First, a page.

4 in column 3 of Sch.I and thus DLR Act does not either expressly or impliedly bar the present suit. 17. I am not impressed upon the contentions of the plaintiffs that they are entitled to seek declaration of proprietory rights in respect of the suit properties simply for the reason that the jurisdiction of the Civil Court is limited to decide the issue of title refer to it by the Revenue Courts. It is clearly implied that if the question of title is raised in an application for declaration of Bhumidari rights under the Items 4 of Schedule (i) of the Act that question will then whether refer by the Revenue Assistant to the Civil Court, but a party wanting to raise such a question of title in order to claim proprietory rights/bhumidari rights cannot directly approach the Civil Courts. The Act is a complete code and the Civil Court has no jurisdiction to entertain a suit in view of Section 185 of the Delhi Land Reforms Act. 18. In the matter titled as HATTI VS. SUNDER SINGH, reported in AIR 1970 (S.C) 2320, it has been observed that the Civil Court has no jurisdiction to entertain a suit in view of Sec.185 of the Delhi Land Reforms Act. The Hon'ble Supreme Court has also observed that the Delhi Land Reforms Act is a complete Code and Civil Court has no jurisdiction to entertain a suit in which the plaintiff alleging that he is the proprietor of the suit lands asked for the declaration that he is entitled to the Bhimidari rights in respect of the suit land. It was also held in the judgments Hatti s case that all the three reliefs which were asked by the respondents in his suit were within the competent jurisdiction of the Revenue Assistant under the Provisions of the Act. It was observed at page 844, 846 and 847 that: The Act is a complete Code under a declaration of his rights as a Bhumidar, or aggrieved by a declaration issued without notice to him in favour of another, can approach the Revenue Assistant under Item 5 of the First Schedule and this he is allowed to do without any period of limitation, because he may not be aware of the fact that a declaration has been issued in respect of his holding in favour of another. A declaration by a Gaon Sabha of the right of any person can also be sought without any period of limitation. If there is dispute as to possession of agricultural land, the remedy has to be sought under Seciton 84, read with Item 19 of the First Schedule.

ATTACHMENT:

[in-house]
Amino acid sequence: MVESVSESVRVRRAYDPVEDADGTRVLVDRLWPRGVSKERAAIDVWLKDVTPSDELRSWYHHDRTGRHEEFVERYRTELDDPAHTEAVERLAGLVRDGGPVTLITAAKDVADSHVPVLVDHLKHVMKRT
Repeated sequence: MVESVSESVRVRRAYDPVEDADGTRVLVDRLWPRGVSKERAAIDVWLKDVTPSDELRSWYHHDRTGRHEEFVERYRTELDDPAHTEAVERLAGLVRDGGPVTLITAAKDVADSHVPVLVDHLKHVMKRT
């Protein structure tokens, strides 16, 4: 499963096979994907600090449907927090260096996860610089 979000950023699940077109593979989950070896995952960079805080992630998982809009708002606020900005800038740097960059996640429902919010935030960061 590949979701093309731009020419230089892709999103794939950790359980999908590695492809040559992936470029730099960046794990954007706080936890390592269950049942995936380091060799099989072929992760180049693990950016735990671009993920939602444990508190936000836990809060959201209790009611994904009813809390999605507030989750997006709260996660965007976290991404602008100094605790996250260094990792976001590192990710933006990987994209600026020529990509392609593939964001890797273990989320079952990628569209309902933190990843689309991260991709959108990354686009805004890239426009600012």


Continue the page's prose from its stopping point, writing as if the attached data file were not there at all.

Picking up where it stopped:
5 Section 6, 11, 13 and 154 of the Act read together thus show that after the Act came into force, proprietors of agricultural land as such ceased to exist. If any land was part of a holding of a proprietor he became a bhumidar or an Asami whereupon the rights of the proprietor in that land ceased. Lands, which are not holding of either the Proprietor or any other person, vest in the Gaon Sabha. In the case of Proprietors their rights in the holdings which, under the definition, must have been either Sir, or Khudkasht at the commencement of the Act. If it was not Sir or Khudkasht of a Proprietor, it would not be his holding and consequently, such land would vest in the Gaon Sabha under Section 154, the result of which would be extinguished. 19. In Hatti s case (supra), it has been further observed that: 185. Cognizance of suits, etc. under this Act. (1) Except as provided by or under this Act no Court other than a Court mentioned in Column 7 of Schedule I shall, notwithstanding anything contained in the code of Civil Procedure, 1908, take cognizance of any suit, application or proceedings mentioned in Column 3 thereof. 20. In order to appreciate the controversy reference can well be made to the relevant portions of the decision in the case of Hatti s (supra). Indeed the Hon ble Supreme Court hold that jurisdiction of the Civil Court is barred U/s. 185 of the Delhi Land Reforms Act. The findings returned are: 6. The jurisdiction of the Civil Court is clearly barred by Section 185 of the D.L.R.A. read with the various items of the First Schedule mentioned above. If a Bhumidar seeks a declaration of his right, he has to approach the Revenue Assistant by an application under item 4 while, if a Gaon Sabha wants a clarification in respect of any person claiming to be entitled to any right in any land it can institute a suit for a declaration under item 28 and the Revenue Assitant can make a declaration of the right of such person. 21. Later on the Hon ble Supreme Court went to hold that if question of title arises, the Revenue Court can refer the matter to the Civil Court but can not entertain the suit directly. It was held in paragraph No.7:- 7.. On the contrary, Section 186 envisages that question of title will arise before the Revenue Courts in suits of proceedings under the First Schedule and, only if such a question arises in competent proceedings